Sainfoin is excellent for senior horses, especially when they’ve hit the ‘thin’ stage and you may be looking at 'hay replacers'. Look to hay cobs - always soaked - as their forage composition will have been chopped to replicate the same size that the horse itself grinds down with a full set of healthy molars, so oesophagus-ready. Add in sainfoin slowly - remember, it's bitter! Avoid chopped, loose sainfoin as this tends to be just the stems; always go for the pellets as you get the whole plant in pellets - all the protein is in the leaves and flowers. Start with a small mug then gradually increase – the RDA for a senior on hay replacers is up to 600g/100kg bodyweight.

Many older horses may also experience a malabsorption disorder, meaning that they’ll absorb fewer nutrients from their feed. For this reason you may have to feed more nutrients than the RDA; this applies not only to the amount of roughage, but also the daily minerals/trace elements.

It may also be tempting to feed an older, thin horse with large amounts of concentrated feed as quickly as possible, but try to resist as it’s really not the best way to go - grain shouldn’t be used to gain weight; it’s only intended to help support them when the temperatures drop below zero and the older horse needs extra energy to keep warm. Only add if weight can no longer be maintained through a pure roughage diet - i.e. hay, haycobs, sainfoin, as real weight gain through muscle mass takes time, exercise and fibre-based feeding.

However, it can be useful, especially in cold winters, to provide a portion of ‘quick energy’ via a concentrated feed, as the older horse has to use a relatively large amount of energy for their central heating, usually obtained from the digestion of plant fibres in the large intestine. Soak half a litre of crushed barley with the hay cobs, and no more than 1.5-litre per day, half for ponies. Always start small, i.e. half a coffee mug, and increase very slowly over several days. Remember - if you feed too much grain, the risk of laminitis and IR increases, as older horses can no longer adequately regulate their blood sugar levels.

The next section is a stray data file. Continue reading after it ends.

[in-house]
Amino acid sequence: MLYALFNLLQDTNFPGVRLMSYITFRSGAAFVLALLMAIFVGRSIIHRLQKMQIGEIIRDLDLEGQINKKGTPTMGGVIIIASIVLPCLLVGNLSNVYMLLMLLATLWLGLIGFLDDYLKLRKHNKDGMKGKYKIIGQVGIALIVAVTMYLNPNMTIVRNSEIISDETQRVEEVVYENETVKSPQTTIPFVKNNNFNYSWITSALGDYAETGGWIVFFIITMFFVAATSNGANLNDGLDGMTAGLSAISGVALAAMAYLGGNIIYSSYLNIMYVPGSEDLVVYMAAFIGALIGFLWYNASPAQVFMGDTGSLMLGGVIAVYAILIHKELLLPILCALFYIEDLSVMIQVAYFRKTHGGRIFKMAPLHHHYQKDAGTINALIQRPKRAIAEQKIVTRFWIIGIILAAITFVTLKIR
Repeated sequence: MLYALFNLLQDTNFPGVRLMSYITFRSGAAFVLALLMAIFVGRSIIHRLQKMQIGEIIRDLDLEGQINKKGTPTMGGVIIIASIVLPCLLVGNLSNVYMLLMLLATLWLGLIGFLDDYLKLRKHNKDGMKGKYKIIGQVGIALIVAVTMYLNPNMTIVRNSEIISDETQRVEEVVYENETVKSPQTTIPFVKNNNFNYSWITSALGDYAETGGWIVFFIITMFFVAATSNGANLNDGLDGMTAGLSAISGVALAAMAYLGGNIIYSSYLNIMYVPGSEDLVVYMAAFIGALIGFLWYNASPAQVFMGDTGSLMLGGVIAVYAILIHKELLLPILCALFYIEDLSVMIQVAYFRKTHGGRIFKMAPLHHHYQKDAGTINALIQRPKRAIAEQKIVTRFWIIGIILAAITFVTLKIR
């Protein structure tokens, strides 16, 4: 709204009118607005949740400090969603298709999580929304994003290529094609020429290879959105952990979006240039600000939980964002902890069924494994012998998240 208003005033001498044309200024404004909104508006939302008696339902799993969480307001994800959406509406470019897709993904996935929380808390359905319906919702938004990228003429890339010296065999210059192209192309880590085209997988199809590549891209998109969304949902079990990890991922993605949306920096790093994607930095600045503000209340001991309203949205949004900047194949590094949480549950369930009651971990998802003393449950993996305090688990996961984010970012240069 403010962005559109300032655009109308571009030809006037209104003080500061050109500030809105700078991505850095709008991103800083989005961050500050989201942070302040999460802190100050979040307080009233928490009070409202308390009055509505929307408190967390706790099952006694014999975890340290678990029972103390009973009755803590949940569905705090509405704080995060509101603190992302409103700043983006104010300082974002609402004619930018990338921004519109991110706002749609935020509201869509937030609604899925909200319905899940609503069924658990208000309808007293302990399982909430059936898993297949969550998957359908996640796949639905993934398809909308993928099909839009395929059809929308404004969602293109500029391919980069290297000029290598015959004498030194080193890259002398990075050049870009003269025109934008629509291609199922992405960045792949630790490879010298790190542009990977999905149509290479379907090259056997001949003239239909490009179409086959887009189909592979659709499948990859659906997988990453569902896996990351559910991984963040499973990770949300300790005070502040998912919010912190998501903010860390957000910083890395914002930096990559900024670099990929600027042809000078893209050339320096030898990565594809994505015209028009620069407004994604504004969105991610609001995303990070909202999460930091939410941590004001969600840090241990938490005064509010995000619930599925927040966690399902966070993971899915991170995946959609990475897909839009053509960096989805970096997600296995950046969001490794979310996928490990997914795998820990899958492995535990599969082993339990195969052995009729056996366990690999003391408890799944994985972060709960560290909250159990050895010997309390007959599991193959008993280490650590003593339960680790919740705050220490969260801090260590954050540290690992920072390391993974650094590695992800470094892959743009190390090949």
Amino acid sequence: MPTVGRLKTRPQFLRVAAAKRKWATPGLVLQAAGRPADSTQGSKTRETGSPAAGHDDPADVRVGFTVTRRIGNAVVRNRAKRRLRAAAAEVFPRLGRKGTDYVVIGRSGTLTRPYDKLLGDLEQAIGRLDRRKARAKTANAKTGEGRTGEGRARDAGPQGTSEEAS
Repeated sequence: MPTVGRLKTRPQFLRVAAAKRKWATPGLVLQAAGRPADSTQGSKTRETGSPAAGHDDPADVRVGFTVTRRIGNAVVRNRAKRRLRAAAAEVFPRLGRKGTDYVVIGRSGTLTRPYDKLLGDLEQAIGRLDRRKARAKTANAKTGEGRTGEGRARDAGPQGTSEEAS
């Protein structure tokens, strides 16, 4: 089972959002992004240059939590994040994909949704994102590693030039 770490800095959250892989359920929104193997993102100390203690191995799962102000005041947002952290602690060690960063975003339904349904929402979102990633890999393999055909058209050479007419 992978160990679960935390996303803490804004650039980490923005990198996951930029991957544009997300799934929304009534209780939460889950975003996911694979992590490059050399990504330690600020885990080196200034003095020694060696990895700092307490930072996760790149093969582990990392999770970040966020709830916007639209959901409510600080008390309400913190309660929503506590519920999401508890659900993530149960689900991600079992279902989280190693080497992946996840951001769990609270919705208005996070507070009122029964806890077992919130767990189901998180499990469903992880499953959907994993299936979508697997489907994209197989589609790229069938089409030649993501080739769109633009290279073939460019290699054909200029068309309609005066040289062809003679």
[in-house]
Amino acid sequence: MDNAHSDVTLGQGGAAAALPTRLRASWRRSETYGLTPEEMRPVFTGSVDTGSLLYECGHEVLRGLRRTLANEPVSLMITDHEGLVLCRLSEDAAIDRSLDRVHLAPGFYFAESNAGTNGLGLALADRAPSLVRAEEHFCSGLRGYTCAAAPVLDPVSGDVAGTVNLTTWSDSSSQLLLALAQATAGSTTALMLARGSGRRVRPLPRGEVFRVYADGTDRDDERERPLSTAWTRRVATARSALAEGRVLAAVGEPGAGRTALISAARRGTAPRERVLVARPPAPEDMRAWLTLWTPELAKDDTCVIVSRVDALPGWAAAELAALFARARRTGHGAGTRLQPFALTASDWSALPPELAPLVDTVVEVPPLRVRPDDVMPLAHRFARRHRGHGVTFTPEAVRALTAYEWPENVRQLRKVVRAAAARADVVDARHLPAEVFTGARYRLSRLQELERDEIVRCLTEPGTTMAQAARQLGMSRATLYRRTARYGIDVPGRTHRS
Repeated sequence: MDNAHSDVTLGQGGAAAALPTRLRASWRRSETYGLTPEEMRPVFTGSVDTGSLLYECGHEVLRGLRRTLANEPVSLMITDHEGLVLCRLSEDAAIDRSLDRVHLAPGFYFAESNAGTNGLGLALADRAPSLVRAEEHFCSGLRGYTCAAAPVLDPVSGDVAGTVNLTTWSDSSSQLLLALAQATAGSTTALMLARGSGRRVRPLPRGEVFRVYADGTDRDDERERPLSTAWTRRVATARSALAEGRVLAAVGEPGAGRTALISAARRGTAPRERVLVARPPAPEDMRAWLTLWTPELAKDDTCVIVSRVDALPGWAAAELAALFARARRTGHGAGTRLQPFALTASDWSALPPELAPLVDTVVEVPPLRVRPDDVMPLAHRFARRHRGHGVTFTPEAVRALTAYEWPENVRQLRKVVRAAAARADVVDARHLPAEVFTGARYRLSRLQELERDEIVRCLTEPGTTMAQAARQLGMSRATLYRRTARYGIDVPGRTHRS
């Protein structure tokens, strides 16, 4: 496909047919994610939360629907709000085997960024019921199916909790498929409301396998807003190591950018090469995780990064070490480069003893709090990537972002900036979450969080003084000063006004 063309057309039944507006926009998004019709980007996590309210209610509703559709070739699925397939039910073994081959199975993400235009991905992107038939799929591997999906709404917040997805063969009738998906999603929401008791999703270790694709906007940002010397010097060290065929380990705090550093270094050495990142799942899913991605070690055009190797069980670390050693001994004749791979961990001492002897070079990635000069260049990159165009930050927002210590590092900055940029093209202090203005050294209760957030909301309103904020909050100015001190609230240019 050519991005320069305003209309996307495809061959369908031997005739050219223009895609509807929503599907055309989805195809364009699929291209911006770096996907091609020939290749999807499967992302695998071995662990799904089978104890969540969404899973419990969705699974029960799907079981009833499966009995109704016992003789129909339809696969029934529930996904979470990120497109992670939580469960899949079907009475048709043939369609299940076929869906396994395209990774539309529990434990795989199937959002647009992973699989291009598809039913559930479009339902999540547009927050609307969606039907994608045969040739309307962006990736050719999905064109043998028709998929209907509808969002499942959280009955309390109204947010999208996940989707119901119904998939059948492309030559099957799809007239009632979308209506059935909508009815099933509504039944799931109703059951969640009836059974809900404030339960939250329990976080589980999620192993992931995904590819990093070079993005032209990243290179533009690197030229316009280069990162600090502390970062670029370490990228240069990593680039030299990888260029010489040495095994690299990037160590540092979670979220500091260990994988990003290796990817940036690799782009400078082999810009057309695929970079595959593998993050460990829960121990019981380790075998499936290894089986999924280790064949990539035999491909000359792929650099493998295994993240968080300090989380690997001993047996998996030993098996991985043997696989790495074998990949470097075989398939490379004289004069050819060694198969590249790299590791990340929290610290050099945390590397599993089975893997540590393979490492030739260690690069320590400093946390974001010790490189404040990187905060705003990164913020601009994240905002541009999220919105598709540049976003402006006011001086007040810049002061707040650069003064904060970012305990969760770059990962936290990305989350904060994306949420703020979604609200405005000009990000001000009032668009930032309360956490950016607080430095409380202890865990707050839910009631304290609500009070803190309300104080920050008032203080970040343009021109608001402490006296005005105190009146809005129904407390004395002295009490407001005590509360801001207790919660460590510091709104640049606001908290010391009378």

Also, don’t be tempted to add oil, as this will do more harm than good. Irrespective of age, liquid oil can’t be digested by the equine gut due to the lack of a gall bladder, and also interferes with the digestion of other nutrients. You can, however, add ground oil-seeds, i.e. linseed/hemp/sunflower seeds, as the fatty acids get into the horse in a usable form and the other nutrients are also digested without any problems. Again, they shouldn't be used to gain weight or generate energy, but essentially represent building materials for regeneration and are used by the horse to produce sebum in order to keep the coat water-repellent and thus save energy again.

Spirulina is also beneficial as it not only has an excellent detoxifying effect, but also a high proportion of essential amino acids.

The signs of ageing result in irreversible changes in a horse's body:

  • Skin and soft tissue elasticity decreases - this causes the typical sunken back of an old horse.
  • Teeth are constantly erupting and eventually grow out of the gums, with the grinding surfaces of the teeth becoming smoother and less efficient.
  • The immune system becomes weaker and much less able to fight disease.
  • Circulation, which delivers nutrients and oxygen to the horse, becomes less able.
  • Liver and kidney problems become more common as a horse gets older, no longer functioning as they used to, nor supporting the immune system to help in fighting disease.
  • And the inevitable - joints begin to stiffen.

It's also all too easy to be bedazzled by the glossy bags of senior feed formulas - if organ function is compromised, many of the 'senior' formulas could actually make matters worse. For example, many senior feeds have increased protein and fat, which are contraindicated for liver function, and some senior feeds contain higher phosphorous and calcium, which are contraindicated for kidney function.

Thankfully, nature has equipped us with an excellent range of herbs to keep the senior equine system working in harmony to maintain good health.